We are in Orlando, in a hotel which charges $12 a day for buggy “high speed” internet and $7.95 for a room service glass of milk. It’s got sweet art on the walls though, so I suppose they justify it. And don’t worry – we DO have a mini fridge which we promptly filled with a gallon of milk from Publix.
Checked into the hotel last night around 10pm, and after an alright night we spent most of today at MD Anderson and Arnold Palmer hospitals here in Orlando – which I have to say physically are incredible facilities. Beautiful architecture. By 10am we were at MD Anderson meeting with the radiologist, who has a name that would instantly double the length of this paragraph. 😉 He hadn’t had a chance to look at our scans, since us coming here was pretty abrupt, but the tumor on Ezra’s eye is the only one he’d be working on, and it’s obvious enough by looking at it what he needs to do. He said without looking at the scans he knows for a fact it will need 10-20 days of radiation, and will be able to tell us more precisely this week. That will be on a Monday-Friday schedule, of course, since drs don’t work on weekends, so a minimum of 2 1/2 weeks, max of 4 on radiation. It will be daily, with anesthesia, just as it was when we did it on Ezra’s abdomen at St Joes earlier this year. The radiation is purely for “comfort” as the trial we’re on should be working on the tumors, but the one on his eye needs to go down fast since it’s getting painful for Ezra. The radiation will not kill it, but will definitely shrink it.
After meeting with radiation we walked across the street and had a quick lunch in an extraordinary lobby made of rounded glass (imagine being inside a 60 foot glass golf ball) before heading over to the hemoc clinic here (hemoc means hematology/oncology – study of blood and study of cancer) to meet with the folks who will actually be administering the Nifurtimox trial we’re here for. We were in that room for hours, chatting, waiting, and chatting. The goal of the trial is basically one thing – giving us some extra time with Ezra.
The full trial runs 6 months, and is cancelled any time the tumors start growing again. It runs in 3 week cycles of a week of chemo, 2 weeks off. The trial drug, Nifurtimox, is taken 3x daily throughout the entire thing – just the chemo requires us to be in the hospital. We’d be getting chemo Oct 18th-22nd (next week M-F), Nov 8th-12th, Nov 29th-Dec 3rd, and again in late December. Again, this trial has shown promise in many kids with worse situations than Ezra’s – giving children with only weeks to live an extenstion of 1-2 years on life. Still, there is no one who has had this aggressive of a relapse and survived longer than that.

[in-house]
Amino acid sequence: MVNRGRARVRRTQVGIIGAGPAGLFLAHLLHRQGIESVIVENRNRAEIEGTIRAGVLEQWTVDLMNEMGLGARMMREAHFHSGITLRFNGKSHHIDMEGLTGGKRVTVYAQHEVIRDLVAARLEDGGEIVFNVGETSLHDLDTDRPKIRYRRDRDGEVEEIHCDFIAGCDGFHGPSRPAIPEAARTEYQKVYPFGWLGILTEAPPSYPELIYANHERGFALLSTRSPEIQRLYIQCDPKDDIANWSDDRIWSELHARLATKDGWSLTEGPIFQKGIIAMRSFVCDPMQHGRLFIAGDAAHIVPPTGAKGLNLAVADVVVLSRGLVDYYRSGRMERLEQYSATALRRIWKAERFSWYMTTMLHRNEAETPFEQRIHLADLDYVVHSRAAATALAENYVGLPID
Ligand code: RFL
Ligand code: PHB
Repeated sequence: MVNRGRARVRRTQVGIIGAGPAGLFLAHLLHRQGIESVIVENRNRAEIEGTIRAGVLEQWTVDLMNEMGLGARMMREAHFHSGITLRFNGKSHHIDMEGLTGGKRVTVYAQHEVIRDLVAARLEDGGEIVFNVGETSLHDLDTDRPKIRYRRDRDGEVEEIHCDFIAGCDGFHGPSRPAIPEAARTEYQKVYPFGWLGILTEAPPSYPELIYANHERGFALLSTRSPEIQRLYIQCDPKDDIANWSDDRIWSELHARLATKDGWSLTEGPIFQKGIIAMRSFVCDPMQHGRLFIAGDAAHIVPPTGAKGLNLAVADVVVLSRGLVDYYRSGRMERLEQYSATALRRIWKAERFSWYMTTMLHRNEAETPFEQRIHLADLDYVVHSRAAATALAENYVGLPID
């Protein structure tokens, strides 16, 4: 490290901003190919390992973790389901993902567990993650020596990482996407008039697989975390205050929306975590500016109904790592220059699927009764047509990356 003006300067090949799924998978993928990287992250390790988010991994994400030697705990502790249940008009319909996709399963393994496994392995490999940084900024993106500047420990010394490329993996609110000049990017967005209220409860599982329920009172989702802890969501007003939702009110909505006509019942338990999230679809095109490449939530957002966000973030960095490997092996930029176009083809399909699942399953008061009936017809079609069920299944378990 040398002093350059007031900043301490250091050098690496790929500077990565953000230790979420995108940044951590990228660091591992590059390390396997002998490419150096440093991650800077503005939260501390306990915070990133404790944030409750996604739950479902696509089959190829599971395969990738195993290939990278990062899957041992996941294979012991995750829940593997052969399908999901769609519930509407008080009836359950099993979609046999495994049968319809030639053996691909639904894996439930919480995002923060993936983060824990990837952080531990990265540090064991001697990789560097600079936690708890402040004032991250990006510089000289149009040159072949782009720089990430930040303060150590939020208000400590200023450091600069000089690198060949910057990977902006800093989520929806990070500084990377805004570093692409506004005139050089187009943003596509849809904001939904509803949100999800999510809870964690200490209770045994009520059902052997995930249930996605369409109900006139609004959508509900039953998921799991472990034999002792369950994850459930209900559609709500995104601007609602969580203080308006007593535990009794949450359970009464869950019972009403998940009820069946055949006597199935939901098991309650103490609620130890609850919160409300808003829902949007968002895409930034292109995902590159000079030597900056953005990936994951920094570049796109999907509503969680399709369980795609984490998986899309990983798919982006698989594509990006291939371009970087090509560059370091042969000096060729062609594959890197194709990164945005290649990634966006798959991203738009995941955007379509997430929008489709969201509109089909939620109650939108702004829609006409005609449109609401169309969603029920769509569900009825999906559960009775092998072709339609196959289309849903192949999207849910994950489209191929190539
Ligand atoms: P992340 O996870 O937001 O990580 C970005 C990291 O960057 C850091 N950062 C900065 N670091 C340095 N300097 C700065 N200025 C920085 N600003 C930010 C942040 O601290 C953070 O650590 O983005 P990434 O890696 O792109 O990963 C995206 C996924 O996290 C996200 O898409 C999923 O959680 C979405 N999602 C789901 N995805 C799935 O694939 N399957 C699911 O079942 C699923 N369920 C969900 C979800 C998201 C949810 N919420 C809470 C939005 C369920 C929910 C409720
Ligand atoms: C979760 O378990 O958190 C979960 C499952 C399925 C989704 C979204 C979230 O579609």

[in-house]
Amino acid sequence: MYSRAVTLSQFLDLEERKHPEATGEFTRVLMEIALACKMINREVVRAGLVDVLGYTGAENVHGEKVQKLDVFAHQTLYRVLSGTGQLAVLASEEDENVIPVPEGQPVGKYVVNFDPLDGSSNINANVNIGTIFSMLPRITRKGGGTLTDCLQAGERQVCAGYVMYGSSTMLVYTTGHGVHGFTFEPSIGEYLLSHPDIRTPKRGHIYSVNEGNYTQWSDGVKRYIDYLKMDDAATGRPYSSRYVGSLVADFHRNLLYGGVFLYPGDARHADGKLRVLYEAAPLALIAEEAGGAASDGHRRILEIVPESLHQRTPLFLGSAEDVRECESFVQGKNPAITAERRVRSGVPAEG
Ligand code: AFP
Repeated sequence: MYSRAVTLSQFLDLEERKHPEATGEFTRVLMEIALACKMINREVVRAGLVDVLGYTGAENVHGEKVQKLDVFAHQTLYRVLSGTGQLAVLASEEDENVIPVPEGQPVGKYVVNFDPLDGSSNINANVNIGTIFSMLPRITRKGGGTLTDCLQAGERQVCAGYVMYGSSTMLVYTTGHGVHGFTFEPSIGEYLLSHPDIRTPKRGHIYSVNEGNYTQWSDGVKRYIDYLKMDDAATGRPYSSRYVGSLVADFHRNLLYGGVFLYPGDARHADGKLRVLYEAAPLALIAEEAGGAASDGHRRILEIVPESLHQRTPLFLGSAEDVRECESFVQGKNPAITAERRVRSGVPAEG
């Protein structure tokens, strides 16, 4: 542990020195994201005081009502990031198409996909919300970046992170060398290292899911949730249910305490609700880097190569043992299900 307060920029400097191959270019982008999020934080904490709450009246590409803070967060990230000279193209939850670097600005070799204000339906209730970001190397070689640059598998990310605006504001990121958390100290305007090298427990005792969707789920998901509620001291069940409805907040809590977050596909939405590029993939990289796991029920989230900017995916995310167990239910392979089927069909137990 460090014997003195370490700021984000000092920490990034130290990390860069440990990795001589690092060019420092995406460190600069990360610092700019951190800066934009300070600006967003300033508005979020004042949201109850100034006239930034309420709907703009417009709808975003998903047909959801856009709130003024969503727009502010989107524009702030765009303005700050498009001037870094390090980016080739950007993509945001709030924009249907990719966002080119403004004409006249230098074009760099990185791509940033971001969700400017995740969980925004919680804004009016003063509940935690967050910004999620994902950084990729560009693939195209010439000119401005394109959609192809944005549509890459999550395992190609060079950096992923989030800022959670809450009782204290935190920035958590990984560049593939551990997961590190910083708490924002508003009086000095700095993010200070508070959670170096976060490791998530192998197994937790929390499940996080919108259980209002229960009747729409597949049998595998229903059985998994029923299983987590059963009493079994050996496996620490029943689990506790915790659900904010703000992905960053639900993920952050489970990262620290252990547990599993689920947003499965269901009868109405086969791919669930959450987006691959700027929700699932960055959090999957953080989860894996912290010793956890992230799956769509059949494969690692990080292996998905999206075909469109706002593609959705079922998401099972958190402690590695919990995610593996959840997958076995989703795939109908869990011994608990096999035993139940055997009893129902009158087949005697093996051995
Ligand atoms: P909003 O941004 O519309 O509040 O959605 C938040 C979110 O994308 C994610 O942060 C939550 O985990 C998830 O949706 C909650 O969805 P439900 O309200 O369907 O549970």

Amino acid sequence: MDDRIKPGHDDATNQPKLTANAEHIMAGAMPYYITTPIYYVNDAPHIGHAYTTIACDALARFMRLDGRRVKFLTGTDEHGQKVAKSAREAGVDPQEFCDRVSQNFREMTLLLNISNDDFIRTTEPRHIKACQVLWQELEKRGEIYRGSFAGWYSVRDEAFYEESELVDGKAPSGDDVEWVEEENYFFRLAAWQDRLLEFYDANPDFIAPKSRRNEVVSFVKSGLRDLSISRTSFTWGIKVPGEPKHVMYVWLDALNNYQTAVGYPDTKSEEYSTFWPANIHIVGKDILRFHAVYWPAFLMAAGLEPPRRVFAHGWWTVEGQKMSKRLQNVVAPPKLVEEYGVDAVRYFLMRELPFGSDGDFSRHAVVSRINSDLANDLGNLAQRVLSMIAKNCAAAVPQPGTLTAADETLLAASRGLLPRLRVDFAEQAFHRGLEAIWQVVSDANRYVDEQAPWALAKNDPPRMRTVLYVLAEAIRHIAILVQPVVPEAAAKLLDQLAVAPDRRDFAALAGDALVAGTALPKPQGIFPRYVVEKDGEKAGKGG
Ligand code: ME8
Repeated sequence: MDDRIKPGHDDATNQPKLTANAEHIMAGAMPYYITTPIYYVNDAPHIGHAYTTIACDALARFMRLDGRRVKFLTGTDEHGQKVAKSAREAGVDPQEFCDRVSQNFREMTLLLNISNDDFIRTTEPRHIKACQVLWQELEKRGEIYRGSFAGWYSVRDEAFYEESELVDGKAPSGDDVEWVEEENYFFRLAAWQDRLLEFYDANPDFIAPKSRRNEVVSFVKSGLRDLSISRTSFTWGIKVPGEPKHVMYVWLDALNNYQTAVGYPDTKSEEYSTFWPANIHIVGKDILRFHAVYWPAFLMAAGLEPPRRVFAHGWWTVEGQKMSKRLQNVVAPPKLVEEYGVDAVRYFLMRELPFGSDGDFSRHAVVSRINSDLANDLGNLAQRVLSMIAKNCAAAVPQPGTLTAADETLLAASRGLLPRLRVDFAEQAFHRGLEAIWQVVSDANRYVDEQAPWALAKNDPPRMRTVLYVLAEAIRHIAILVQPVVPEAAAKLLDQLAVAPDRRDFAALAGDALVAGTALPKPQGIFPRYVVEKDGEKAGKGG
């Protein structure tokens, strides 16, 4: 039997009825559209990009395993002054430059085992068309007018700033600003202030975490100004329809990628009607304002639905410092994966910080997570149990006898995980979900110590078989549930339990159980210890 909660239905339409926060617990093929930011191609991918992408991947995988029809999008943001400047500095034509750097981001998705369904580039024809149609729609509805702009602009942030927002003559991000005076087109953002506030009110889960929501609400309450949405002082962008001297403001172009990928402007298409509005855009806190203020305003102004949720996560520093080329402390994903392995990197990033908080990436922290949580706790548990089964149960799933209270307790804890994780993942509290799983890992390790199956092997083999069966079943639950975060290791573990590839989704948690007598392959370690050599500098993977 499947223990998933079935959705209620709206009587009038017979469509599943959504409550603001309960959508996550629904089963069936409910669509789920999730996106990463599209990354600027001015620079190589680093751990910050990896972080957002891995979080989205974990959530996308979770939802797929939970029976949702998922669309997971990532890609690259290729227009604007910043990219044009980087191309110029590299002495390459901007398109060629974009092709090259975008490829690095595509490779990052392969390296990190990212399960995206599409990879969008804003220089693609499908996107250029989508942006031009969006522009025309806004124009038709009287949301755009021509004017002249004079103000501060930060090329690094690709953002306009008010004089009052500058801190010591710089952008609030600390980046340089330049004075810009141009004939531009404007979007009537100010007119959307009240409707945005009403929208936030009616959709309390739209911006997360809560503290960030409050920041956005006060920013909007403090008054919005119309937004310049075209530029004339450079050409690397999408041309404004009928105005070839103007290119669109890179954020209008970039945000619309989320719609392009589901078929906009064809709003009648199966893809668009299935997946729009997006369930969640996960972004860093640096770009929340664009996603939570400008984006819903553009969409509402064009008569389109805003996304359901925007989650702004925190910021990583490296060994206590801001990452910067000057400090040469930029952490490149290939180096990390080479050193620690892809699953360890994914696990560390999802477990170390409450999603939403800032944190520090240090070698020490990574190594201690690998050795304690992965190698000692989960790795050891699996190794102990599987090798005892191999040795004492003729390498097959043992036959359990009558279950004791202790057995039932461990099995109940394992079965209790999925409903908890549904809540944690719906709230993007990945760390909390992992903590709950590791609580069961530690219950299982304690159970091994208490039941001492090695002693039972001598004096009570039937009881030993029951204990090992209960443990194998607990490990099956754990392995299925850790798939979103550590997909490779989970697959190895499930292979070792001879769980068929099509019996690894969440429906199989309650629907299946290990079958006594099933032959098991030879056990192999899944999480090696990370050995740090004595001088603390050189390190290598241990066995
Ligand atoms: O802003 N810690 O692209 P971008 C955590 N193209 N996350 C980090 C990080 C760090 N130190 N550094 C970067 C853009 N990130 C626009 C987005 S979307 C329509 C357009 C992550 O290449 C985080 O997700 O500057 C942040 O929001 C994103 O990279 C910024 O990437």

I struggle to find reasons for this. I wish I could tell you I have an unwavering faith which constantly assures me everything will be “alright” and Ezra will be healed and live til he’s an old and ornery man. But that is not my state of mind. I know God doesn’t always heal – and I don’t know why. I prayed with every fiber of being I have Price would be healed, and today he waits for us to see him again in eternity. I prayed for years for my best friend’s father, who laid in a coma for 3 years before dying one night. With the same hands and mouth, I have prayed for people who had been blind for years and seen their sight restored. I have seen the lame walk after praying God’s healing in their life. I don’t know the reasons God heals some and brings others home, but I ask Him every night and every time my eyes or mind touch on my son to heal Ezra. I cry when I’m driving and see a billboard of a father and son. Commercials showing kids play make me change the channel. I find myself thinking of all the things my dad and I did growing up and wondering if I will have those moments in the role of a father.